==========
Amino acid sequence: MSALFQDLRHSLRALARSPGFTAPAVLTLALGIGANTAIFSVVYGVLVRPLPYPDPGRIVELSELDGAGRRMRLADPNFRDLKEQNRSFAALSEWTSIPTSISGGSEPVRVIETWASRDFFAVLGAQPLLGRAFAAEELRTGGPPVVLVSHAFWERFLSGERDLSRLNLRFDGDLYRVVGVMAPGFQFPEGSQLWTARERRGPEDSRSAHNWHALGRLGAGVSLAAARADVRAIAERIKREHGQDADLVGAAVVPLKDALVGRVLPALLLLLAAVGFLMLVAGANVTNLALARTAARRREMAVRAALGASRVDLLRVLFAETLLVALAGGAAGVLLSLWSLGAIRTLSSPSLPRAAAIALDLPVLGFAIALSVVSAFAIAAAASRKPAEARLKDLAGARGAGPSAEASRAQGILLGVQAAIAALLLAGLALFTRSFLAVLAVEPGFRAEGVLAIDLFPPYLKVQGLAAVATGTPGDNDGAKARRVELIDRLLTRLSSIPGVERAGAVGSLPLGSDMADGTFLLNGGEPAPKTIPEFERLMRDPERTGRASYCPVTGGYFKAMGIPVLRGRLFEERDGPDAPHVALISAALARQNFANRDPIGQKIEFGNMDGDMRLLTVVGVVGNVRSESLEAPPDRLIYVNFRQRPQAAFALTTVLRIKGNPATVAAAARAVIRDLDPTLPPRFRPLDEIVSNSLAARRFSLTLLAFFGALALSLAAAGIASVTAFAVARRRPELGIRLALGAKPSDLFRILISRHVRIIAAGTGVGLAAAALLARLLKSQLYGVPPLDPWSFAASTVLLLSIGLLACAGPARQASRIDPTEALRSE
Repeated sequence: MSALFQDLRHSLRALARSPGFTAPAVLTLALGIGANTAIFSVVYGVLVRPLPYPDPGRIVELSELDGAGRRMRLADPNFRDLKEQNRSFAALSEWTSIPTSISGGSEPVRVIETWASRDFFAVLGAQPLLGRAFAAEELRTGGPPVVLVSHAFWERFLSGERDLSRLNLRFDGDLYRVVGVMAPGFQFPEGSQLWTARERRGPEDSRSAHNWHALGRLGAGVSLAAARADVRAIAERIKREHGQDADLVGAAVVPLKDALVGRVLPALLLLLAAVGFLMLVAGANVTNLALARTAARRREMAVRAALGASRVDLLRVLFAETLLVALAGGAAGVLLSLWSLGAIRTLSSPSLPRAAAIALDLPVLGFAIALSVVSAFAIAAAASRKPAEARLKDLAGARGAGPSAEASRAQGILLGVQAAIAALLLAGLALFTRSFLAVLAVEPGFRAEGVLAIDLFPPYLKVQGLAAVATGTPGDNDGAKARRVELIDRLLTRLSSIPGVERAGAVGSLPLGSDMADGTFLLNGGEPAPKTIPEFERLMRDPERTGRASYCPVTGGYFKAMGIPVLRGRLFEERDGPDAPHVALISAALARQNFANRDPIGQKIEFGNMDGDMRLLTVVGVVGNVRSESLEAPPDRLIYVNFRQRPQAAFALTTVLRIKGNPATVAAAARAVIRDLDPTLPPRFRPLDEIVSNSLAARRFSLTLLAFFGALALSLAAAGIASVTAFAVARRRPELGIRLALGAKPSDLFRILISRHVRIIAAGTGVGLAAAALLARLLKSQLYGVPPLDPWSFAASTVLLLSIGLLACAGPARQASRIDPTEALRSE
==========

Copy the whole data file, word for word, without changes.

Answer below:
Amino acid sequence: MSALFQDLRHSLRALARSPGFTAPAVLTLALGIGANTAIFSVVYGVLVRPLPYPDPGRIVELSELDGAGRRMRLADPNFRDLKEQNRSFAALSEWTSIPTSISGGSEPVRVIETWASRDFFAVLGAQPLLGRAFAAEELRTGGPPVVLVSHAFWERFLSGERDLSRLNLRFDGDLYRVVGVMAPGFQFPEGSQLWTARERRGPEDSRSAHNWHALGRLGAGVSLAAARADVRAIAERIKREHGQDADLVGAAVVPLKDALVGRVLPALLLLLAAVGFLMLVAGANVTNLALARTAARRREMAVRAALGASRVDLLRVLFAETLLVALAGGAAGVLLSLWSLGAIRTLSSPSLPRAAAIALDLPVLGFAIALSVVSAFAIAAAASRKPAEARLKDLAGARGAGPSAEASRAQGILLGVQAAIAALLLAGLALFTRSFLAVLAVEPGFRAEGVLAIDLFPPYLKVQGLAAVATGTPGDNDGAKARRVELIDRLLTRLSSIPGVERAGAVGSLPLGSDMADGTFLLNGGEPAPKTIPEFERLMRDPERTGRASYCPVTGGYFKAMGIPVLRGRLFEERDGPDAPHVALISAALARQNFANRDPIGQKIEFGNMDGDMRLLTVVGVVGNVRSESLEAPPDRLIYVNFRQRPQAAFALTTVLRIKGNPATVAAAARAVIRDLDPTLPPRFRPLDEIVSNSLAARRFSLTLLAFFGALALSLAAAGIASVTAFAVARRRPELGIRLALGAKPSDLFRILISRHVRIIAAGTGVGLAAAALLARLLKSQLYGVPPLDPWSFAASTVLLLSIGLLACAGPARQASRIDPTEALRSE
Repeated sequence: MSALFQDLRHSLRALARSPGFTAPAVLTLALGIGANTAIFSVVYGVLVRPLPYPDPGRIVELSELDGAGRRMRLADPNFRDLKEQNRSFAALSEWTSIPTSISGGSEPVRVIETWASRDFFAVLGAQPLLGRAFAAEELRTGGPPVVLVSHAFWERFLSGERDLSRLNLRFDGDLYRVVGVMAPGFQFPEGSQLWTARERRGPEDSRSAHNWHALGRLGAGVSLAAARADVRAIAERIKREHGQDADLVGAAVVPLKDALVGRVLPALLLLLAAVGFLMLVAGANVTNLALARTAARRREMAVRAALGASRVDLLRVLFAETLLVALAGGAAGVLLSLWSLGAIRTLSSPSLPRAAAIALDLPVLGFAIALSVVSAFAIAAAASRKPAEARLKDLAGARGAGPSAEASRAQGILLGVQAAIAALLLAGLALFTRSFLAVLAVEPGFRAEGVLAIDLFPPYLKVQGLAAVATGTPGDNDGAKARRVELIDRLLTRLSSIPGVERAGAVGSLPLGSDMADGTFLLNGGEPAPKTIPEFERLMRDPERTGRASYCPVTGGYFKAMGIPVLRGRLFEERDGPDAPHVALISAALARQNFANRDPIGQKIEFGNMDGDMRLLTVVGVVGNVRSESLEAPPDRLIYVNFRQRPQAAFALTTVLRIKGNPATVAAAARAVIRDLDPTLPPRFRPLDEIVSNSLAARRFSLTLLAFFGALALSLAAAGIASVTAFAVARRRPELGIRLALGAKPSDLFRILISRHVRIIAAGTGVGLAAAALLARLLKSQLYGVPPLDPWSFAASTVLLLSIGLLACAGPARQASRIDPTEALRSE